Insadong is a popular neighborhood in Seoul. I didn't know anything about it beforehand, but Jieun sold me on the idea when she mentioned traditional tea houses. Her Dad's friend also recommended this restaurant with an unusual name.
어머니가 구워주신 생선구이 translates into something like "Fish grilled by Mom." How charming.
I always love it when banchan is in pretty plates. Not only does it make them more appetizing, the photos usually turn out better too. And that's just as important, right?
This dish is 고등어 조림 (Godeungeo Jorim). It's basically braised mackerel.
Here is the fish grilled by Mom. It's called 갈치구이 (Galchi Gui), just like in the restaurant name.
This soup was downright tasteless, but oh so pretty in its bowl. It's probably the only thing I ate in Korea that I did not enjoy at all.
Overall, dinner was enjoyable. Afterward, we immediately set off to find that tea house I mentioned earlier. Right around the corner was this quaint little storefront.
I ordered a refreshing cup of 모과차 (Mogwacha). It's a traditional Korean tea made using Chinese Quince. At the time, I thought it was papaya. Either way, it was delicious.
Jieun had the 국화차 (Gukhwa cha), otherwise known as chrysanthemum tea.
From my seat, I had an interesting vantage point on one of Seoul's uber-modern buildings. If there's one thing I rarely photographed on this trip, it's the modern architecture scattered around the capital. Next time perhaps.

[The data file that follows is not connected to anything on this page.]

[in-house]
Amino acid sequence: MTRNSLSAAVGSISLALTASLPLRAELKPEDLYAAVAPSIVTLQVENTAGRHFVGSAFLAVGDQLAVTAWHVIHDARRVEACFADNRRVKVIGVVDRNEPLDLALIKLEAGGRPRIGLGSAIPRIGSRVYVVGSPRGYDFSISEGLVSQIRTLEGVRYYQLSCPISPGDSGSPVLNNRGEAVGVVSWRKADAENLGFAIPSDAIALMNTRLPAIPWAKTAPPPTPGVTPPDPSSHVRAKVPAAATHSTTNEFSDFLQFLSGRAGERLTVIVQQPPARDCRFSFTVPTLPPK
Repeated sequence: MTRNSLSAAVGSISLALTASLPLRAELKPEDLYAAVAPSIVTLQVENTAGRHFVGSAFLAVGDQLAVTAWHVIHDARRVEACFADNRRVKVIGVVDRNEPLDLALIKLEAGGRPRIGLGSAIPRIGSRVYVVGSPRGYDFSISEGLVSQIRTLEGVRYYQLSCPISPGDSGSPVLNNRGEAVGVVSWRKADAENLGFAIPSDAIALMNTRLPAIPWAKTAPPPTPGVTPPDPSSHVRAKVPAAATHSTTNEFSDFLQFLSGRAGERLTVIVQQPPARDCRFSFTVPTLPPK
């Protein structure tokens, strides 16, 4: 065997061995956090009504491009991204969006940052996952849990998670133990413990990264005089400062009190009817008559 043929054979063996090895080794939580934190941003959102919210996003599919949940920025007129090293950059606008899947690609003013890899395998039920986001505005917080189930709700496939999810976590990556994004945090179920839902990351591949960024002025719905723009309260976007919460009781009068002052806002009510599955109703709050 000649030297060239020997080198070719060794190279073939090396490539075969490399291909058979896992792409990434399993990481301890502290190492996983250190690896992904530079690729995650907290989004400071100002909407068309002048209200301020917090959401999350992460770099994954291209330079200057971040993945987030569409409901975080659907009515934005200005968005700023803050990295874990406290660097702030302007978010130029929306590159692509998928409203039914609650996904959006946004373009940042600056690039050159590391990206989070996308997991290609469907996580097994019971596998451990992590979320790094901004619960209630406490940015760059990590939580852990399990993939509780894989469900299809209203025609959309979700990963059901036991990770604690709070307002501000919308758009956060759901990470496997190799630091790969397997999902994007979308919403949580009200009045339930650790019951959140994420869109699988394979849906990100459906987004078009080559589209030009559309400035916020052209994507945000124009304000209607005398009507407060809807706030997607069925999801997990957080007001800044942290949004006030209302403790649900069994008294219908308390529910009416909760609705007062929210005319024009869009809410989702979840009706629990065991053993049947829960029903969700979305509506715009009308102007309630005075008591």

After tea, we walked back down Insadong-gil and saw some other traditional Korean tea spots.
We were soon distracted by these loud and crazy men. People seem to view Insadong as fairly touristy and these guys are a great example. It's very entertaining to watch them stretch a single piece of dough into 2 strands. And then 4. Then 8. 16. 32. 64. 128. 256. 512. 1024. 2048. 4096. 8192. 16384. 32768. 65536. It's like a computer scientist's dream.
Yes, they really do go up to 65536 (and possibly higher). They then wrap these insanely fine dough strands around some chocolate, peanut, or almond filling. I like to compare the look and feel to horse hair. It's impressive considering it was made by hand.
I had a habit of reading the various Hangul signs I saw as we walked around. This one says "Pa-pa-i-seu" and I got all excited when I deciphered it and figured out it says Popeye's! And then I realized that I could have just read the English sign.
Fast forward to the penultimate day of our trip. I decided to revisit Insadong to purchase more "horse hair" candy to bring back with me. I came across this man writing some calligraphy for the crowd that had gathered around him.
Finally, I saw these two pounding away at some dough in spectacular fashion. Always something interesting to see along Insadong-gil.
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